Twelve years ago, at four in the morning, I awoke with a clear, resounding voice in my head. It was the voice of a girl who began to tell me her story: There are two things I’m afraid of, she said. One is dying young. The other is Johnny Monroe. A day or two before, I had visited the small cemetery located in the southern Appalachian Mountains where many of my family were buried. I spent an afternoon walking among the final resting places of my grandparents, aunts, uncles and cousins, as well as ancestors I had never known. Had I accidentally brought one of them home with me, who needed her story told.
Rest assured, mental illness does not run in my family. But for a fiction writer, to get the “voice” of a character so clearly is really good news. I, however, wanted to go back to sleep. Who wouldn’t, at 4 o’clock in the morning? For a time, I debated whether or not to get up. I ultimately decided that if I didn’t claim this moment, the “voice” might find someone else to write her story.
Needless to say, I turned on the light, picked up a pen and a pad of paper and began to write the story of Louisa May “Wildflower” McAllister. It took days and weeks of listening to her and seeing the scenes of her life play out in my imagination. Then it took years of revising and revisiting the story to polish it and get it ready. Not to mention the tremendous amount of faith I had to generate to keep going all those years—faith in myself as a writer and faith in Wildflower’s story. Now I’ve entered into the next phase of the life of this book and Wildflower’s story, where I’ve given her a kiss on the forehead and released her into the world of readers.
It took over a decade and many revisions to get this book out into the world. I will miss walking around in the beautiful southern Appalachian mountains with these characters. I love the McAllister family and to this day I have compassion for Johnny Monroe. His life may have been different if his mother had lived. Just as Wildflower’s life may have been different if her father were still around. Life doesn’t always turn out the way we plan. We lose people, we grieve, we love, and we carry on. To me, the story is ultimately about resilience and it is my hope that everyone who reads the book claims a little bit of that resilience for themselves.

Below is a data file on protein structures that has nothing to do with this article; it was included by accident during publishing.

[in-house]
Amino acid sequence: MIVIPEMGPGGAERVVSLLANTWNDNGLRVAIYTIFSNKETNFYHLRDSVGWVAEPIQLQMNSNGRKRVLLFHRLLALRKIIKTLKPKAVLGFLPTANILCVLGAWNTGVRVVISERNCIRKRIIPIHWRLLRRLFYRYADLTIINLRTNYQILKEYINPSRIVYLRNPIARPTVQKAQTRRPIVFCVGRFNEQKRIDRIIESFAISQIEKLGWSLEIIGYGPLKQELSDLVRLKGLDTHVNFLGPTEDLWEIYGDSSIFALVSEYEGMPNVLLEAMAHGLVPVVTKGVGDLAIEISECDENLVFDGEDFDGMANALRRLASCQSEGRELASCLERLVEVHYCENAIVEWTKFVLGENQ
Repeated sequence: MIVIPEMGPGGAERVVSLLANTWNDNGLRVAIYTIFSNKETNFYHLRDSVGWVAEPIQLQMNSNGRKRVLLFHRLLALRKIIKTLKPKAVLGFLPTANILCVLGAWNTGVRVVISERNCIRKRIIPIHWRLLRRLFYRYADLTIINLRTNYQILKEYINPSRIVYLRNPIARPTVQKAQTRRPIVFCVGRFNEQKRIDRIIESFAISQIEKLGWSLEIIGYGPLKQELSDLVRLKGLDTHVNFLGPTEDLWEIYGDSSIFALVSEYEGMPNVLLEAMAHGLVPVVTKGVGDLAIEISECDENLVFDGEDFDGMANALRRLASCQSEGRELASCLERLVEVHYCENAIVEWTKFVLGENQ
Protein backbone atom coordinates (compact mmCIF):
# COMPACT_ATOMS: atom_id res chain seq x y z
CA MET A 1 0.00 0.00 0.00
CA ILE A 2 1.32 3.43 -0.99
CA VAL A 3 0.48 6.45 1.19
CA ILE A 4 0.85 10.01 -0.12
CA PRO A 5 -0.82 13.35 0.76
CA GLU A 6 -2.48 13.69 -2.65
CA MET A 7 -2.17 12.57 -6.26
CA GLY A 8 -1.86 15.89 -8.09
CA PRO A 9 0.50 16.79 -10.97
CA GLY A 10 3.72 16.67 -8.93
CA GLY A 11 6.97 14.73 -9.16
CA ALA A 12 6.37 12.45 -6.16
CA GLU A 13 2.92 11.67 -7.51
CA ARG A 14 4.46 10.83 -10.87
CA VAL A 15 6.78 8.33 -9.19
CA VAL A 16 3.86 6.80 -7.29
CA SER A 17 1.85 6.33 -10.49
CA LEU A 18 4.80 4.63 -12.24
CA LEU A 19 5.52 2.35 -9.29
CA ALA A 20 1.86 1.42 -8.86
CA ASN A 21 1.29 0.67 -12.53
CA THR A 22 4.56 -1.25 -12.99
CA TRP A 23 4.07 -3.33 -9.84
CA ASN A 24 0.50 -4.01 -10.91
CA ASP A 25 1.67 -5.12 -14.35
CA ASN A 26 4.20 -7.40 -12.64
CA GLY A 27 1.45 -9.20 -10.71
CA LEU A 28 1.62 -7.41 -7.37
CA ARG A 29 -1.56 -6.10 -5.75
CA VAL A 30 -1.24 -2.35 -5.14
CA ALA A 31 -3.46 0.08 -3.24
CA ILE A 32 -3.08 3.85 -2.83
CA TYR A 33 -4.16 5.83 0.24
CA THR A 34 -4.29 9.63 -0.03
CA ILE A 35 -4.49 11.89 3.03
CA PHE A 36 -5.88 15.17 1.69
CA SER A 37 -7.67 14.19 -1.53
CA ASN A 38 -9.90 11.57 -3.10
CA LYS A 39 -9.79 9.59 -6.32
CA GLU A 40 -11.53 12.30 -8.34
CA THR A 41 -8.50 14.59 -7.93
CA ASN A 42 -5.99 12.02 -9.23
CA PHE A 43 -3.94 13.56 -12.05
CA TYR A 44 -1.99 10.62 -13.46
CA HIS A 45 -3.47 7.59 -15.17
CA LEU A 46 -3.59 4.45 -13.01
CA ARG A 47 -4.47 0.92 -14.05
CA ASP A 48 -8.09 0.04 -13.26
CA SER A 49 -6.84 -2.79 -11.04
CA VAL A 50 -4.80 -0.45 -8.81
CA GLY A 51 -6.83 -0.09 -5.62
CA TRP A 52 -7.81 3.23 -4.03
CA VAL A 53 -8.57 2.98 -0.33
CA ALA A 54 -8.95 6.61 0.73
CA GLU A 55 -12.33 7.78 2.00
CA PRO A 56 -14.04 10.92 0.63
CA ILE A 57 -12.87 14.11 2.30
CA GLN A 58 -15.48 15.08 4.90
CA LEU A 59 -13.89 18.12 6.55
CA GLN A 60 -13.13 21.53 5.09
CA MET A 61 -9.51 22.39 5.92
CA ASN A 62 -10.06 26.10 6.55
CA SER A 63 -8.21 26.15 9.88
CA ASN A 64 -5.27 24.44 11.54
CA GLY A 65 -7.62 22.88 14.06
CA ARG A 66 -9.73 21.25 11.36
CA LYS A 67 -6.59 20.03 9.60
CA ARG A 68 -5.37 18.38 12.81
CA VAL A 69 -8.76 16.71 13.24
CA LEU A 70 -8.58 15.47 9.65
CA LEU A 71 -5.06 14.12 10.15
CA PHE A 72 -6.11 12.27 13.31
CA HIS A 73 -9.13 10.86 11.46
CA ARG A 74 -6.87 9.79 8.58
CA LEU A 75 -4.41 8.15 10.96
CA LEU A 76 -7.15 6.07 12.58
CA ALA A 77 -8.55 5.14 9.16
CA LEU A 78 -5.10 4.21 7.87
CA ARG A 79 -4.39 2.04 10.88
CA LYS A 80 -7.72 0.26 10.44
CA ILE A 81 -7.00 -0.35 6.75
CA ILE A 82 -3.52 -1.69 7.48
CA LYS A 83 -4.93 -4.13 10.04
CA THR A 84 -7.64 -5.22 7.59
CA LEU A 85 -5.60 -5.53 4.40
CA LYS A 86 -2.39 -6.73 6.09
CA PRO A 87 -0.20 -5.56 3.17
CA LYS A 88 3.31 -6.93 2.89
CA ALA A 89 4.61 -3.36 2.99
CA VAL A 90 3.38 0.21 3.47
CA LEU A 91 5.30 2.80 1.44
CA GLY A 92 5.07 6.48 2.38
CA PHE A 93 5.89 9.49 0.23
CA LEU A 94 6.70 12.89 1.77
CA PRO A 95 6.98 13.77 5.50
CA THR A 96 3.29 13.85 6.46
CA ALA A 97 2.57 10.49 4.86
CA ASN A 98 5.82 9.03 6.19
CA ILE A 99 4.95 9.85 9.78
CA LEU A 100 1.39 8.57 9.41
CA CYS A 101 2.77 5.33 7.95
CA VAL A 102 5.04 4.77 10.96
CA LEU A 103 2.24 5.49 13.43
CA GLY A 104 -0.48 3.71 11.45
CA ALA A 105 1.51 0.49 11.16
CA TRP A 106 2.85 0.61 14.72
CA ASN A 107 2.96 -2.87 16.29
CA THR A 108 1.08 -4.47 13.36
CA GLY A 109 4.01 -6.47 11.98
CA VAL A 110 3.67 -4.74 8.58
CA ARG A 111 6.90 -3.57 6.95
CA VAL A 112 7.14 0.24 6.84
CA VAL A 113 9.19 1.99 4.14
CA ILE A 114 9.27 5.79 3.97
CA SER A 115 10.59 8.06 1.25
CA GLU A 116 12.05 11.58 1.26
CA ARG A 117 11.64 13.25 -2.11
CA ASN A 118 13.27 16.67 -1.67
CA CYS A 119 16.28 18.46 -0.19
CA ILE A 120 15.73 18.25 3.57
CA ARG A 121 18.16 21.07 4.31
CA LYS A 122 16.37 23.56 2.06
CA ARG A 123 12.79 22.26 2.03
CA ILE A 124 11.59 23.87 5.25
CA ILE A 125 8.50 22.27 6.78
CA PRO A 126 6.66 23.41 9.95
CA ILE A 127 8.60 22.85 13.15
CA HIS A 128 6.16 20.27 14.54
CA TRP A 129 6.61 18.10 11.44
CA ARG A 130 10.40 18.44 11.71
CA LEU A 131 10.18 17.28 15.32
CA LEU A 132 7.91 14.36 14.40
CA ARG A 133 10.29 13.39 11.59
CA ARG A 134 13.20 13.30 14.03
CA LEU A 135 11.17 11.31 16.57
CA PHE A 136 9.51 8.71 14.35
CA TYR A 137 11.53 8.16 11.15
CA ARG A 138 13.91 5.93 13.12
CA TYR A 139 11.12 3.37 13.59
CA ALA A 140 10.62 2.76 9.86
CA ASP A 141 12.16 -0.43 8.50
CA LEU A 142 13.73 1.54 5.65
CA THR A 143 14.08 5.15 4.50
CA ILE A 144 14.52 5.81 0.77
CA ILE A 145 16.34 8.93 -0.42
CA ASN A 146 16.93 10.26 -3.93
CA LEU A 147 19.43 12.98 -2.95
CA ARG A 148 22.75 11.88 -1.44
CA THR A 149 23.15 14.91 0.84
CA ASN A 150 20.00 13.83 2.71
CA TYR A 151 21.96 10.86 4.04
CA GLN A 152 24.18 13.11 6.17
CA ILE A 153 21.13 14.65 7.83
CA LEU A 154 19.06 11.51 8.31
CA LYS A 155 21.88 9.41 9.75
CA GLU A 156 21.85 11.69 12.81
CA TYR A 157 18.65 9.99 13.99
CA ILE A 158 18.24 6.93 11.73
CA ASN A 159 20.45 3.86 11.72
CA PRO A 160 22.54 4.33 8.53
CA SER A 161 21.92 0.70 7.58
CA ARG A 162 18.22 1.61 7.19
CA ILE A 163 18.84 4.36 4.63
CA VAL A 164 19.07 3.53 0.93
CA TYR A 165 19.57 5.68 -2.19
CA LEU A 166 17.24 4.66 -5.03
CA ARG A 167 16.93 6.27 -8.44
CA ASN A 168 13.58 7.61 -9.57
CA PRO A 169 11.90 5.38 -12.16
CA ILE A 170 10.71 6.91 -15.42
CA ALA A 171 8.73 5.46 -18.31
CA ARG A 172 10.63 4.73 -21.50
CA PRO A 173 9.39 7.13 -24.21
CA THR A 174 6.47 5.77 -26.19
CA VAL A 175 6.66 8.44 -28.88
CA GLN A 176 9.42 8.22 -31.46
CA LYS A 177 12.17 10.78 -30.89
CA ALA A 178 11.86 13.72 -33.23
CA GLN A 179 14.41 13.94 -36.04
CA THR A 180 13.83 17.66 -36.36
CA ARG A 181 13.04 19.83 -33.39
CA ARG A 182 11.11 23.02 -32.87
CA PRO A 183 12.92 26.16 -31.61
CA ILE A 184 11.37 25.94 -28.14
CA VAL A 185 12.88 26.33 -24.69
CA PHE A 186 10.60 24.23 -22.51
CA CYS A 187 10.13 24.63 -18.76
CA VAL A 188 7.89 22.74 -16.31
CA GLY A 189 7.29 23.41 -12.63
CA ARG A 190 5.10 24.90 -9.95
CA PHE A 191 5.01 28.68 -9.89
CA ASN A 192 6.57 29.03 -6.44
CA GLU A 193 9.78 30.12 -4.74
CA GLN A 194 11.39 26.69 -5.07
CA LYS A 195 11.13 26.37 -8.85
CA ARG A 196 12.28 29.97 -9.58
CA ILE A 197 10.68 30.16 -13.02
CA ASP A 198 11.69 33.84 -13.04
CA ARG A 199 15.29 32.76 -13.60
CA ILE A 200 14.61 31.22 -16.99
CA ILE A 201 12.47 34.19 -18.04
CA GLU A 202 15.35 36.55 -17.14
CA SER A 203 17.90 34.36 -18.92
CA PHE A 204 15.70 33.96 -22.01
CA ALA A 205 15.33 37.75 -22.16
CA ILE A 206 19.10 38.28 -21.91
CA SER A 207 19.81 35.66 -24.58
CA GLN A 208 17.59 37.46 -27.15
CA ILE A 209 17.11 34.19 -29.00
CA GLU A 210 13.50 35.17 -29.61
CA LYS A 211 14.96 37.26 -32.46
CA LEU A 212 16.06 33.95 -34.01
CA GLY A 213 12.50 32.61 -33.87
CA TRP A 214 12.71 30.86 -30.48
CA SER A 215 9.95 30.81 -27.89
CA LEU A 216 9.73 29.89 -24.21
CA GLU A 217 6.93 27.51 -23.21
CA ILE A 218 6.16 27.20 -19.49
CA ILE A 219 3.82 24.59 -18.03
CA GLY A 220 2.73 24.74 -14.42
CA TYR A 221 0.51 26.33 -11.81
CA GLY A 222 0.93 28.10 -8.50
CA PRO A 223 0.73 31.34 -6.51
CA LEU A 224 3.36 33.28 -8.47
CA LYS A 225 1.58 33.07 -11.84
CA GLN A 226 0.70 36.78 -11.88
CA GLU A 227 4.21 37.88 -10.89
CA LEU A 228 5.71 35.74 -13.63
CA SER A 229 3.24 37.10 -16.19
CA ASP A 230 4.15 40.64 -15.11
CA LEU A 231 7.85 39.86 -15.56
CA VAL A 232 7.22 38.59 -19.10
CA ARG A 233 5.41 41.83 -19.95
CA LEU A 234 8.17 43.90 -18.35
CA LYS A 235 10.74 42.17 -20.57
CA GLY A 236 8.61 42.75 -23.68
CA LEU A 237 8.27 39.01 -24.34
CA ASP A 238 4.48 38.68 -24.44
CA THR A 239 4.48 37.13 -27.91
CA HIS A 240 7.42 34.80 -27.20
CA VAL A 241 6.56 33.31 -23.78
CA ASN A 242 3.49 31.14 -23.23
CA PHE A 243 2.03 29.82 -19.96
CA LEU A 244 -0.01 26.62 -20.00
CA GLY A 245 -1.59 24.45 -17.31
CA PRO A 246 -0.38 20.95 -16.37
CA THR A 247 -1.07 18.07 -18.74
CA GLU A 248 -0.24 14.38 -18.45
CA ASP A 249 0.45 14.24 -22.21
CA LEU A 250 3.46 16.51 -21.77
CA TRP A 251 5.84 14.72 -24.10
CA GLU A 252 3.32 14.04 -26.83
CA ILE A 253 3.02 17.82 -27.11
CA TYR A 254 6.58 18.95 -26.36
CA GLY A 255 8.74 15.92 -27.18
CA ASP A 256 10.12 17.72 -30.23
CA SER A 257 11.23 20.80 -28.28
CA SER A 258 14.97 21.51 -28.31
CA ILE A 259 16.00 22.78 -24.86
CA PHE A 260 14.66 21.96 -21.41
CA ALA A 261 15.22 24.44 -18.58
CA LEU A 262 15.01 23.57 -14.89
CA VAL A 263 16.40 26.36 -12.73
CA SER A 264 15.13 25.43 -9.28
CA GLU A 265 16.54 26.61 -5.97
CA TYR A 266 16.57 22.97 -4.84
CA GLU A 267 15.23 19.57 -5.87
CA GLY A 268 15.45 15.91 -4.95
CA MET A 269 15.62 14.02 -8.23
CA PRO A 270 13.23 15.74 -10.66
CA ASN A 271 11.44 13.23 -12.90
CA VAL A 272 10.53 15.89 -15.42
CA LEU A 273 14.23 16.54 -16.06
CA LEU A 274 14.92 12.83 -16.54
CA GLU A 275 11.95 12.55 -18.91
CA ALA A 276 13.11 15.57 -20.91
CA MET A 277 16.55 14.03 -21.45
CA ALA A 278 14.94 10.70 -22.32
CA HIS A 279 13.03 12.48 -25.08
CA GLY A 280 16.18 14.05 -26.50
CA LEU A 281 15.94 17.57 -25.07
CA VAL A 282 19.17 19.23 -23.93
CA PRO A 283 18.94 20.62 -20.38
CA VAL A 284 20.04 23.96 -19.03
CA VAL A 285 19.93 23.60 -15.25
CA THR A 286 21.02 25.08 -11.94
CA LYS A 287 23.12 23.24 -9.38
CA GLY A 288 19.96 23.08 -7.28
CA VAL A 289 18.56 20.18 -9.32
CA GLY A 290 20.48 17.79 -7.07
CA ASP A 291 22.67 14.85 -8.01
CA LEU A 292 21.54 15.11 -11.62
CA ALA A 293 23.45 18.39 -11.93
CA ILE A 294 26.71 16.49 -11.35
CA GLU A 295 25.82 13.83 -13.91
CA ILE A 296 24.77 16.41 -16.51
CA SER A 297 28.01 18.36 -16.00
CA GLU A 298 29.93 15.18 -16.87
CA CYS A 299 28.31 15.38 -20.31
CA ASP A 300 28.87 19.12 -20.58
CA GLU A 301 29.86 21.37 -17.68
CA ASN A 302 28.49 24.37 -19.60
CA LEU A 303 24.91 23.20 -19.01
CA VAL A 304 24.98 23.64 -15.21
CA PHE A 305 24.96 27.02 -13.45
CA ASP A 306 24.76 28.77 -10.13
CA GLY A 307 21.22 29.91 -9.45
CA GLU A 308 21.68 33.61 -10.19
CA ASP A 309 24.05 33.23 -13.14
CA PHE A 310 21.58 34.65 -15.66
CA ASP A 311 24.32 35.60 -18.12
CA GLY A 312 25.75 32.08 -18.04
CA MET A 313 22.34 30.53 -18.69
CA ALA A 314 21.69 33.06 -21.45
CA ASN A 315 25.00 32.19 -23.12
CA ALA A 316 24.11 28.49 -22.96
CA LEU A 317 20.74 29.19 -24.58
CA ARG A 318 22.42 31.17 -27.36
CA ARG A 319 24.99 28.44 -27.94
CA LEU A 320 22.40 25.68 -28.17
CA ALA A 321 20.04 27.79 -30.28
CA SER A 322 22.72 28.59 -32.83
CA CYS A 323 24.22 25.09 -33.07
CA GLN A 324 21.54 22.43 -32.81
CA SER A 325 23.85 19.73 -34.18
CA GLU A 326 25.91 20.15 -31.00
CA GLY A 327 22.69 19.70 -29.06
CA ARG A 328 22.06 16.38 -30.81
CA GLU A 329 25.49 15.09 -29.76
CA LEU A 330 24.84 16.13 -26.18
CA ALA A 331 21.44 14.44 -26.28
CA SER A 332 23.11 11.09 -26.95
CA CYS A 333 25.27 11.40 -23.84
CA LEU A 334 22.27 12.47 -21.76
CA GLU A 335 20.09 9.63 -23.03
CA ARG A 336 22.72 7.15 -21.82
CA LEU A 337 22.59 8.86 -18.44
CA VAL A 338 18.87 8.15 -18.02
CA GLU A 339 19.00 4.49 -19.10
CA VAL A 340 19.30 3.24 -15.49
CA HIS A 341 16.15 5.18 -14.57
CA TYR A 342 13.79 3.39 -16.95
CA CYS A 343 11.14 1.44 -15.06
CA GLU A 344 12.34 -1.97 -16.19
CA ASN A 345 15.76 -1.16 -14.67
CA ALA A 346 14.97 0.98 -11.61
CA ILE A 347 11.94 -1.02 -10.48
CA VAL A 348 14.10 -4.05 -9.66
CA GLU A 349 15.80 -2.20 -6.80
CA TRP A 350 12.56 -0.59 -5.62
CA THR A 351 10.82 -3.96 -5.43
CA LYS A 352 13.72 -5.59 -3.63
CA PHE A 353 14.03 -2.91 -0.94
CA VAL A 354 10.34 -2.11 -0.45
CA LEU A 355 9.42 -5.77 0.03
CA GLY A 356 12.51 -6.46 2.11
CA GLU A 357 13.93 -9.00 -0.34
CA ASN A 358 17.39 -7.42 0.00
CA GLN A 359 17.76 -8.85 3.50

Kirkus Reviews (they call themselves “the world’s toughest book critics”) has given The Secret Sense of Wildflower a starred review (for “books of remarkable merit”) and deems it:
“a quietly powerful story, at times harrowing but ultimately a joy to read.”
Read the entire Kirkus review here.
Thanks so much Susan for the wonderful guest post. I recently read this book and here’s my review:
The Secret Sense of Wildflower is powerful story and it’ll be hard for me to forget. Usually I love books that I can devour; however I found I couldn’t read large chunks of this at one time. Instead of putting me off, it made me like the story even more. The subject matter is intense.
Louisa May “Wildflower” is the type of character that readers will love. She’s honest, observant, frank, and funny. I love a book that pulls me into the lives of the characters and this one does just that. Wildflower has to contend with a lot in her life and many people would fall to pieces. She’s one tough cookie. As the story progressed I cheered her on. At times I wanted to hug her and to tell her everything would be okay. At other times I wanted to shout at those who were upsetting her. I know I like a book when I start talking to the words on the page like they can hear me.
This is a wonderful story that will make you laugh, cry, and cheer.
Set in 1940s Appalachia, The Secret Sense of Wildflower tells the story of Louisa May “Wildflower” McAllister whose life has been shaped around the recent death of her beloved father in a sawmill accident. While her mother hardens in her grief, Wildflower and her three sisters must cope with their loss themselves, as well as with the demands of daily survival. Despite these hardships, Wildflower has a resilience that is forged with humor, a love of the land, and an endless supply of questions to God, who she isn’t so sure she agrees with. When Johnny Monroe, the town’s teenage ne’er-do-well, sets his sights on Wildflower, she must draw on the strength of her relations, both living and dead, to deal with his threat.
With prose as lush and colorful as the American South, The Secret Sense of Wildflower is powerful and poignant, brimming with energy and angst, humor and hope. In its ability to create a truly original Southern voice, The Secret Sense of Wildflower establishes Gabriel as a thoughtful and powerful Southern writer.
One lucky winner will receive an ebook copy via Kindle or Ibooks. All you need to do is leave me a comment below specifying if you would like a kindle or ibook copy. The winner will be selected randomly on Friday, February 7th.
Over a decade ago, Susan Gabriel gave up her successful psychotherapy practice in Charleston, South Carolina to simplify her life and pursue writing. Since then she has written eight novels and numerous short stories and essays. She writes with passion, humor and insight about a wide variety of other ordinary, odd and interesting characters, young and old. She lives with her family in the mountains of western North Carolina in the U.S.
If you’d like to stay in touch, please visit her at her facebook author page: https://www.facebook.com/SusanGabrielAuthor
Or on her blog: http://www.susangabriel.com/blog